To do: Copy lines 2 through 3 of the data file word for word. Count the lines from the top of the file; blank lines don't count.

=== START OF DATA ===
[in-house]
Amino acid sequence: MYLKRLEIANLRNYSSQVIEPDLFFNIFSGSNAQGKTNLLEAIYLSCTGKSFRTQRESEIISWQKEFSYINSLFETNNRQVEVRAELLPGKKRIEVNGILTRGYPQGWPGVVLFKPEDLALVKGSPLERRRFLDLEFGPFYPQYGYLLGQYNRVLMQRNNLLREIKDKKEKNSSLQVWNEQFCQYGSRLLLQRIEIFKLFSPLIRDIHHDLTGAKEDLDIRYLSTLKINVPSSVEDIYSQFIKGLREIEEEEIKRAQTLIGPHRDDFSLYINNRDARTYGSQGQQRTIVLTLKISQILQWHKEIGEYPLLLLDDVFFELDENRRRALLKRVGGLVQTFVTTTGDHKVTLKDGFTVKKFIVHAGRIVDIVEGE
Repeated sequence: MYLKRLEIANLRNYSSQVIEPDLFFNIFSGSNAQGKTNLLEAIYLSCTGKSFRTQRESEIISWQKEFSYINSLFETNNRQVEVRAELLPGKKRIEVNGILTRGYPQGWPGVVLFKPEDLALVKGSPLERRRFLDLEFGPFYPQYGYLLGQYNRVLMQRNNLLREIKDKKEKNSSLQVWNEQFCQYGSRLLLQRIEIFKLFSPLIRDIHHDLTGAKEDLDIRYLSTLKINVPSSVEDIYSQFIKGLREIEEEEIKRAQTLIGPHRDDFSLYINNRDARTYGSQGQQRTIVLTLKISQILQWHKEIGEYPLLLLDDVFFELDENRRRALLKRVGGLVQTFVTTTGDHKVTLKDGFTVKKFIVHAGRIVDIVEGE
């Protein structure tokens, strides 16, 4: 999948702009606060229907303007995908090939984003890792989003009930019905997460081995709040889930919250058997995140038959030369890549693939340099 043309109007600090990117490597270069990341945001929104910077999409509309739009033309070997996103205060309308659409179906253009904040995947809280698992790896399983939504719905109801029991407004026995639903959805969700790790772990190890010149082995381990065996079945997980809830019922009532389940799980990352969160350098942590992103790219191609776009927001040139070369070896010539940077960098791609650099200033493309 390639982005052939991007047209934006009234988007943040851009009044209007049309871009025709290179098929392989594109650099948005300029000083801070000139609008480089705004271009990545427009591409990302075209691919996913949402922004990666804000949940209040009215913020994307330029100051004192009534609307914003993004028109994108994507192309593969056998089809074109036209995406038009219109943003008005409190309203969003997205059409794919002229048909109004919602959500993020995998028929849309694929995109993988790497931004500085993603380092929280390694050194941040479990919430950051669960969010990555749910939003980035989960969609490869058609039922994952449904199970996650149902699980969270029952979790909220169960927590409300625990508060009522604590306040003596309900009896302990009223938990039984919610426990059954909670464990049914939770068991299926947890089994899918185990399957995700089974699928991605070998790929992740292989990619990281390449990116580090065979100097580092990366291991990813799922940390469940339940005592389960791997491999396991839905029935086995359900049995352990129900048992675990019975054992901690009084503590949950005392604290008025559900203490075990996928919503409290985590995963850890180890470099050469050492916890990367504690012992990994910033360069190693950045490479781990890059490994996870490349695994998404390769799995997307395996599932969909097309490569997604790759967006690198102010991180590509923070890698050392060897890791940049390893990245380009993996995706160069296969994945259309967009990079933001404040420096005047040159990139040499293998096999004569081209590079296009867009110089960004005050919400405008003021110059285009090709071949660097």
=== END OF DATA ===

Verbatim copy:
Amino acid sequence: MYLKRLEIANLRNYSSQVIEPDLFFNIFSGSNAQGKTNLLEAIYLSCTGKSFRTQRESEIISWQKEFSYINSLFETNNRQVEVRAELLPGKKRIEVNGILTRGYPQGWPGVVLFKPEDLALVKGSPLERRRFLDLEFGPFYPQYGYLLGQYNRVLMQRNNLLREIKDKKEKNSSLQVWNEQFCQYGSRLLLQRIEIFKLFSPLIRDIHHDLTGAKEDLDIRYLSTLKINVPSSVEDIYSQFIKGLREIEEEEIKRAQTLIGPHRDDFSLYINNRDARTYGSQGQQRTIVLTLKISQILQWHKEIGEYPLLLLDDVFFELDENRRRALLKRVGGLVQTFVTTTGDHKVTLKDGFTVKKFIVHAGRIVDIVEGE
Repeated sequence: MYLKRLEIANLRNYSSQVIEPDLFFNIFSGSNAQGKTNLLEAIYLSCTGKSFRTQRESEIISWQKEFSYINSLFETNNRQVEVRAELLPGKKRIEVNGILTRGYPQGWPGVVLFKPEDLALVKGSPLERRRFLDLEFGPFYPQYGYLLGQYNRVLMQRNNLLREIKDKKEKNSSLQVWNEQFCQYGSRLLLQRIEIFKLFSPLIRDIHHDLTGAKEDLDIRYLSTLKINVPSSVEDIYSQFIKGLREIEEEEIKRAQTLIGPHRDDFSLYINNRDARTYGSQGQQRTIVLTLKISQILQWHKEIGEYPLLLLDDVFFELDENRRRALLKRVGGLVQTFVTTTGDHKVTLKDGFTVKKFIVHAGRIVDIVEGE